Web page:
How to keep your freelancer happy*

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Yes! A whole issue of BQ devoted to freelancing and consulting! I have whinged and moaned for a long time about the fact that we are never considered in the bidding world and yet here we are, a dedicated survey and an issue of BQ lovingly devoted to us consultants – hurrah!

Of course, we all sweep in with our big egos and large invoices, bringing nothing to the table your own staff can’t provide a whole lot cheaper – right?**

So why hire a freelancer? Generally, we provide additional capacity at times when bids coming through the door are high, or you are a company that has little or no bidding function/ experience/expertise and we provide that service for you without adding to your overheads.

This is me (ooh I feel a song coming on!). I have now been freelancing for seven years, after starting in bids a few more (ahem) years ago than that. I went freelance for the flexibility, and because I thought I could make a difference and offer something other freelancers didn’t seem to provide. My services include bid review, edit, write (my first love), manage, mentor, coach and advice. I complete just one question, or I manage the whole process, including the financial submission. My clients range from tiny two-man outfits to my core clients (Civil Engineering SMEs) and even large blue-chip corporations. I have sector-hopped from Highways to Facilities Management, from Custody to Forensic Science to Energy, and back again.

And there is your reason to hire a freelancer. We are good at what we do. We love what we do. We have multiple layers of experience across several sectors that will enhance your bid. We will be coming at it from outside your company with a fresh pair of eyes – no office politics, no company fatigue, just good old bid experience and enthusiasm to enhance your team.

If this is not your experience, sadly you are not alone (I know, I have seen and worked with some shockers in my time). I thought I’d offer some advice on how to keep us doing what we do best – aside from the boring contractual stuff:

  1. Choose carefully
    CVs are OK, but meeting in person and getting personal recommendations are so much more important to get the best fit for your people.
  2. Listen to us
    We have done this work many times and have multiple layers of experience. We know how to get a good bid across the line.
  3. Find out how we like to work
    We can’t all sit in your office for six weeks 9-to-5. Bidding doesn’t work like that in general and not all freelancers can fit in with core hours or travel. However, some can – they even prefer it.
  4. Make expectations clear from the start
    We need to know what you need from us and how, ideally, you would like it delivered.
  5. Be honest
    Show us your best bits and your worst bits, let us help you improve. Without transparency and trust, we won’t be able to help you to our full capabilities.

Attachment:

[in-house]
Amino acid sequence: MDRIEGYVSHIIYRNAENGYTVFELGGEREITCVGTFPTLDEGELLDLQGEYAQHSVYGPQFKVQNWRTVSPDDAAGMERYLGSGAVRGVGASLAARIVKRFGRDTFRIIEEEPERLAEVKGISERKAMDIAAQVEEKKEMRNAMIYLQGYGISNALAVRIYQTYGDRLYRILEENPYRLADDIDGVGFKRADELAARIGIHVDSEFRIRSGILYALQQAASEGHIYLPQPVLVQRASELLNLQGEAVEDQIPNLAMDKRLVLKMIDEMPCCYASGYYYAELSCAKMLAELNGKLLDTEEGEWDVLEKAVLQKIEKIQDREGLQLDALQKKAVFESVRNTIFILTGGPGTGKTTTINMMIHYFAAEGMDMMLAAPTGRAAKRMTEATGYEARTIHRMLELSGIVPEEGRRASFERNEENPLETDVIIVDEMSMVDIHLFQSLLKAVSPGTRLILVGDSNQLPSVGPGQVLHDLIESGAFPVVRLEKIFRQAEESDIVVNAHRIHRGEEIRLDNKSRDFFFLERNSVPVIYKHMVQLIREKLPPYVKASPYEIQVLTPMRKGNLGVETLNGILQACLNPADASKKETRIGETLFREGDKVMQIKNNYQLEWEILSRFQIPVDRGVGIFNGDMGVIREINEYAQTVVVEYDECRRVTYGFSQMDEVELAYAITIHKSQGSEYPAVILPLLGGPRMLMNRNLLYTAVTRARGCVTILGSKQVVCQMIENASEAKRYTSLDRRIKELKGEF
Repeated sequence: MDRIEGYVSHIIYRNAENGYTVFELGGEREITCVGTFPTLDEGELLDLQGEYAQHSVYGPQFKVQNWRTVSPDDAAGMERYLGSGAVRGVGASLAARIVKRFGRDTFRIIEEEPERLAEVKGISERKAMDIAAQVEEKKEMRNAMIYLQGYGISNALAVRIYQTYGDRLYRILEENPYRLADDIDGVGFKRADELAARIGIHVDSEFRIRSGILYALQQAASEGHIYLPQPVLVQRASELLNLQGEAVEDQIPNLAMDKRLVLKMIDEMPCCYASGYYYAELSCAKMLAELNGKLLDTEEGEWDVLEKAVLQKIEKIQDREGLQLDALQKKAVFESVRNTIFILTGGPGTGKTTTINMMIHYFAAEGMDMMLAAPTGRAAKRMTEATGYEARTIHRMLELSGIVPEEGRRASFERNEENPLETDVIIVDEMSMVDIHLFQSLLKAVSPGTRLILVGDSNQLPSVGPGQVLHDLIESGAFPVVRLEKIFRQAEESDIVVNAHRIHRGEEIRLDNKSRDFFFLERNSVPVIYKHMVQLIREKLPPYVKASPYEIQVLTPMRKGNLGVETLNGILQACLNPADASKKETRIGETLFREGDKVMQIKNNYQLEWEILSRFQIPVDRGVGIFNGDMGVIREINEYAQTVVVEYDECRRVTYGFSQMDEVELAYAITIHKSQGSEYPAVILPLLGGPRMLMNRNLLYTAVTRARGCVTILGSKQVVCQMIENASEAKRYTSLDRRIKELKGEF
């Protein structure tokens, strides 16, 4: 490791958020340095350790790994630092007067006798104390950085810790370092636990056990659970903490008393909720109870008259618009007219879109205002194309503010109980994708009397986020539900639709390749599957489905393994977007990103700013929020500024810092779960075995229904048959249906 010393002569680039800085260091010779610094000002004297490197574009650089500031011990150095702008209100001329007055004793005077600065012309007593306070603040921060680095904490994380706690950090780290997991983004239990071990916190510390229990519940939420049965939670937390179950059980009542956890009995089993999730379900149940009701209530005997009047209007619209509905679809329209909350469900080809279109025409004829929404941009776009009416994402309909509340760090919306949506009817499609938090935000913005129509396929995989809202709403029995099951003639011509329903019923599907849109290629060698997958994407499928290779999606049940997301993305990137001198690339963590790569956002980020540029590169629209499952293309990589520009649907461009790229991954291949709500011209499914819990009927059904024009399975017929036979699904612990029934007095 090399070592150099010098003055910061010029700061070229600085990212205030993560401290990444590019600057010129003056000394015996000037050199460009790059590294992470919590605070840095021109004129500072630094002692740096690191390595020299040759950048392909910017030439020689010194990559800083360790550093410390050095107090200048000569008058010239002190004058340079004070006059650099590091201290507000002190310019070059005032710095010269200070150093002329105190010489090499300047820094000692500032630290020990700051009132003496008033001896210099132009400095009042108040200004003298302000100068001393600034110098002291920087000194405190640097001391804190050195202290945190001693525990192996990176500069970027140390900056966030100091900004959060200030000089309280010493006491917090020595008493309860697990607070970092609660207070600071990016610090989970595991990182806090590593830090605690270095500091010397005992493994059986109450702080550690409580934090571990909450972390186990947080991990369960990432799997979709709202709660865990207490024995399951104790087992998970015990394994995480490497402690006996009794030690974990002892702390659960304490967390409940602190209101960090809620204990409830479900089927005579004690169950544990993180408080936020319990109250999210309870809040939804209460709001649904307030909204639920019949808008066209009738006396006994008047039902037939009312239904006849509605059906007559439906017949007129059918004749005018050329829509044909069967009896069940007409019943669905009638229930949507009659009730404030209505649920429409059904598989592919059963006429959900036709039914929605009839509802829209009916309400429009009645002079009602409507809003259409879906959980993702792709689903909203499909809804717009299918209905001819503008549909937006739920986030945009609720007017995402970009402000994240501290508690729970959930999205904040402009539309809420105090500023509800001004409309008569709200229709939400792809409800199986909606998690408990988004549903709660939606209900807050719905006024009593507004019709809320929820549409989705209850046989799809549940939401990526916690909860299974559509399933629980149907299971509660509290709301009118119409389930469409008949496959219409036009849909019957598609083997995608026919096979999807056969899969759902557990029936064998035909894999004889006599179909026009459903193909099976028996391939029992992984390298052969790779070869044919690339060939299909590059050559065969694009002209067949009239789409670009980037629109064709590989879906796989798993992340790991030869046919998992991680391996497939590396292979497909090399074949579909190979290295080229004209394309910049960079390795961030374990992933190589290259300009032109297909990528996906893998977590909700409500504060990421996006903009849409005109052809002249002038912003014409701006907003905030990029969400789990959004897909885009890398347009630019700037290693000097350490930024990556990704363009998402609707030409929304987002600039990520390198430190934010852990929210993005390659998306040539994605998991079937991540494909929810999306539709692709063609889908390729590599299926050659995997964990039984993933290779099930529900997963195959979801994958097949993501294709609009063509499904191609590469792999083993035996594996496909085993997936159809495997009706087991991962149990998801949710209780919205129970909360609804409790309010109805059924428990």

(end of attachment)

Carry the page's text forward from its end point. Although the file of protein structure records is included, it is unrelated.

6. Make us part of your team
    Give us access to your SMEs and operational staff. Invite us to team events. We need to become part of your company and earn your staff’s trust too.
  7. Keep talking
    Regular dialogue throughout the whole process is so important to make sure all parties are doing what they need to do.
  8. If it’s not working, off hire us
    Sometimes we aren’t the best fit for what you are trying to achieve, or even don’t deliver what you’ve asked for (I don’t count myself in this category, obviously 😉).
  9. Tell us how we have done
    We need to know how we can improve. ALL feedback is welcomed. And we love a testimonial for our profile 😊.

News Flash: We don’t get time off to be sick – if we aren’t working, we aren’t earning.

I’ve spoken lots about how I love to freelance and how to go about leaving the world of employment, but I don’t think I’ve ever really talked about the bad bits.

I had a minor operation under general anaesthetic recently, coupled with several deadlines that I had to hit. So, I thought I would let you know how rubbish that can be…

I knew it was coming three weeks out, so I blocked two days out on my diary and told my clients I wouldn’t be available. Two days. Bloody luxury for me, total panic from clients.

On the third day after the op I was back at work (albeit in my comfies), feeling exhausted, in pain and, to be honest, a bit low. I knew I was going to have to work the weekend to make up for the two days I had off.

Would I do it differently? Probably not. Here is my advice for fellow freelancers who need time off for personal reasons:

  • Plan for the time off if you can
  • If it is an emergency, accept it – there is nothing you can do
  • Inform clients – they need to know where they stand
  • Provide clients with solutions – if a bid is due in and you can’t complete the work, put them in touch with other freelancers or companies who can source them, like our Bid Solutions
  • Accept help from others at home
  • Put your Out of Office on
  • If you absolutely MUST do stuff, try and limit your hours
  • Have a nap in the afternoon
  • Feed yourself the good stuff
  • Drink plenty of water
  • Get some fresh air

Just remember – whatever life throws at you, we are humans, not robots.

*Holiday to the Bahamas would be nice. Thank you.
**We don’t all do that. Just in case you were wondering…

This article was written by Pippa Birch.

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